The Golden-cheeked Warbler is one of the most at-risk species in North America. It breeds exclusively on or near the Edwards Plateau of central Texas, requiring Ashe juniper habitat, much of which has been lost or altered due to urban sprawl and land management practices. Birders make the pilgrimage from all over the world to see this special songbird.
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The Golden-cheeked Warbler appears to be completely insectivorous. Hopping over small branches and twigs, it plucks insects from all surfaces. It can reach its prey by flying out to snatch it from the air or hovering in front of a leaf or twig to grab it.
Home Sweet Home
Golden-cheeked Warblers nest only in central Texas, where they establish territories in mature Ashe juniper forests with various oaks. This habitat grows on limestone hills and canyons. The warblers spends the winter in foothills and mountains from southern Mexico to Guatemala and Honduras.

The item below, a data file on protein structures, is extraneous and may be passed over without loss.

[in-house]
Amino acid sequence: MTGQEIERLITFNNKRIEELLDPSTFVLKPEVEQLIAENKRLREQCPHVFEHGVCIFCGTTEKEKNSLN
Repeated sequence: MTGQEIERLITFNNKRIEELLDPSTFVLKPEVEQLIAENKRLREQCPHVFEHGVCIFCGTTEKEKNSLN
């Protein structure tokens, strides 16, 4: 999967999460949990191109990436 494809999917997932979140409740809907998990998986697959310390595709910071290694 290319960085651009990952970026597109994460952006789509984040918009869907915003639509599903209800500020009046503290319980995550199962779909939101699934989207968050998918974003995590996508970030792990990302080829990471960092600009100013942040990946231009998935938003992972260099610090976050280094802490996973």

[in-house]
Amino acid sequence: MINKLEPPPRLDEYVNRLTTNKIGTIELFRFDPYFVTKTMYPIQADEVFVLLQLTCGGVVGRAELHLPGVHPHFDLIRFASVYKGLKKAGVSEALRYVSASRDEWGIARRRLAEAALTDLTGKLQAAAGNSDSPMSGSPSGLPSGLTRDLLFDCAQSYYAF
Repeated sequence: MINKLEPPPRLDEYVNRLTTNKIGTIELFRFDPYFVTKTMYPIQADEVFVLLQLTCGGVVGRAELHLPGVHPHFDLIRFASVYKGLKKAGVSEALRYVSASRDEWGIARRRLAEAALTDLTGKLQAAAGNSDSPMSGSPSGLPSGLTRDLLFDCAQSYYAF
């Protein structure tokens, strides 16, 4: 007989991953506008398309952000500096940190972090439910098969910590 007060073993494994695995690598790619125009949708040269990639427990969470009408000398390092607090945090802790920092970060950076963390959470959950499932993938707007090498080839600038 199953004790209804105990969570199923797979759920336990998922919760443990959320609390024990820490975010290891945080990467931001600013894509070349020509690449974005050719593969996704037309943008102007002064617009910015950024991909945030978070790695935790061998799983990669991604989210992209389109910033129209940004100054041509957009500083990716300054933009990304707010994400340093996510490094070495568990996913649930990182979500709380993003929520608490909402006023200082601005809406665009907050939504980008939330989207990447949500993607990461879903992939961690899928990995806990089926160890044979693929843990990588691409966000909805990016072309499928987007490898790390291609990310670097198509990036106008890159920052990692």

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Golden-cheeked Warblers have declined significantly as juniper-oak woodlands have been cleared for fencing material, fuel, grazing, and urban sprawl. This warbler is on the U.S. endangered species list, and habitat preservation is the key to its survival.
Listen to the Golden Cheeked Warbler
Help from Audubon
Travis Audubon Society owns and manages 680 acres of vital Golden-cheeked Warbler habitat. Audubon's support for the Endangered Species Act and the Neotropical Migratory Bird Conservation Act support the recovery of this species, and Audubon shade-grown coffee helps protect the Golden-cheeked Warbler's winter habitat in Central America.
Golden-cheeked Warblers require the stringy bark of Ashe juniper trees to build their nests. Females stack strips of juniper bark in a forked branch and then weave a cup of bark strips, lined with thin pieces of grass, animal hair, or down. The nest is stuck together with spider silks and insect cocoons.